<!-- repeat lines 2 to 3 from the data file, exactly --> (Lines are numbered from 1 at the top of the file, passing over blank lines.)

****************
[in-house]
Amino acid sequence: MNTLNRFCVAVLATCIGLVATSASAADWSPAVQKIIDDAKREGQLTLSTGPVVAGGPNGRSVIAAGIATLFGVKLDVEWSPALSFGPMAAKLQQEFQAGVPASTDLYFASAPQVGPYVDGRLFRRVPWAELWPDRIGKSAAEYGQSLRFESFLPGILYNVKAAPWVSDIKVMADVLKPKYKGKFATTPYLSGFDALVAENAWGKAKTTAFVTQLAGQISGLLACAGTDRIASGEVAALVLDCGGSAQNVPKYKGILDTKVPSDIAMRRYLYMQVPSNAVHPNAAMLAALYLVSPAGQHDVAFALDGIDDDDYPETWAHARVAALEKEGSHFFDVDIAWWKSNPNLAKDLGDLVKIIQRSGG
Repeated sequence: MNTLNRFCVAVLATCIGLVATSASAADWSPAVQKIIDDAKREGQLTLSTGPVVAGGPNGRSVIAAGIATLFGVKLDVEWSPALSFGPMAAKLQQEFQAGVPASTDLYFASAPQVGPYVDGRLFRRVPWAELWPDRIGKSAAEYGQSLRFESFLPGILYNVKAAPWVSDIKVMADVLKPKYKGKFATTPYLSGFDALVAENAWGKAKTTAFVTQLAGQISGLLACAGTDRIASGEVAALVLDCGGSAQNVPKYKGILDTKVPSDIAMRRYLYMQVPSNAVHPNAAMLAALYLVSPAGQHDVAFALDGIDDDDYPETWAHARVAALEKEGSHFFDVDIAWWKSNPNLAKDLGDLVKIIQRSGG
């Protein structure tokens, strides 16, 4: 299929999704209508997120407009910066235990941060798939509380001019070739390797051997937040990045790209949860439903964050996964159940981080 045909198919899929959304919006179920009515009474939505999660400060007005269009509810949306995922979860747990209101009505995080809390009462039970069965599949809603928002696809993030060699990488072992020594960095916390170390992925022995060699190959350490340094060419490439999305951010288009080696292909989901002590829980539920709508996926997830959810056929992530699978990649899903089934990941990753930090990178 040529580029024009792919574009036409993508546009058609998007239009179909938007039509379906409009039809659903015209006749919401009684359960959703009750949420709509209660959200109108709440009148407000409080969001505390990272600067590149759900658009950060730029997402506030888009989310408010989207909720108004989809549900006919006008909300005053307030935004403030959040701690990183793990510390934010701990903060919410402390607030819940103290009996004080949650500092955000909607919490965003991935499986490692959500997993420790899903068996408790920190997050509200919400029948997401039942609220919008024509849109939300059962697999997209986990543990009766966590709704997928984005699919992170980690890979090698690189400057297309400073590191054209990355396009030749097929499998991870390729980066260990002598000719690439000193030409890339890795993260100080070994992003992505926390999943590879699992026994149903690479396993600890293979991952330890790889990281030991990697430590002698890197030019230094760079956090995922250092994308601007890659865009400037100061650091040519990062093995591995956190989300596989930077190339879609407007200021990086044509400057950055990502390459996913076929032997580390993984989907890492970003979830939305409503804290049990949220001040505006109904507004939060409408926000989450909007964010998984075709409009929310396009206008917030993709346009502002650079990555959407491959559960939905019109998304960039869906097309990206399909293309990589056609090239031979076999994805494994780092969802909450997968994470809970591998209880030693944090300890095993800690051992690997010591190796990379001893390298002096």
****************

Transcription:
Amino acid sequence: MNTLNRFCVAVLATCIGLVATSASAADWSPAVQKIIDDAKREGQLTLSTGPVVAGGPNGRSVIAAGIATLFGVKLDVEWSPALSFGPMAAKLQQEFQAGVPASTDLYFASAPQVGPYVDGRLFRRVPWAELWPDRIGKSAAEYGQSLRFESFLPGILYNVKAAPWVSDIKVMADVLKPKYKGKFATTPYLSGFDALVAENAWGKAKTTAFVTQLAGQISGLLACAGTDRIASGEVAALVLDCGGSAQNVPKYKGILDTKVPSDIAMRRYLYMQVPSNAVHPNAAMLAALYLVSPAGQHDVAFALDGIDDDDYPETWAHARVAALEKEGSHFFDVDIAWWKSNPNLAKDLGDLVKIIQRSGG
Repeated sequence: MNTLNRFCVAVLATCIGLVATSASAADWSPAVQKIIDDAKREGQLTLSTGPVVAGGPNGRSVIAAGIATLFGVKLDVEWSPALSFGPMAAKLQQEFQAGVPASTDLYFASAPQVGPYVDGRLFRRVPWAELWPDRIGKSAAEYGQSLRFESFLPGILYNVKAAPWVSDIKVMADVLKPKYKGKFATTPYLSGFDALVAENAWGKAKTTAFVTQLAGQISGLLACAGTDRIASGEVAALVLDCGGSAQNVPKYKGILDTKVPSDIAMRRYLYMQVPSNAVHPNAAMLAALYLVSPAGQHDVAFALDGIDDDDYPETWAHARVAALEKEGSHFFDVDIAWWKSNPNLAKDLGDLVKIIQRSGG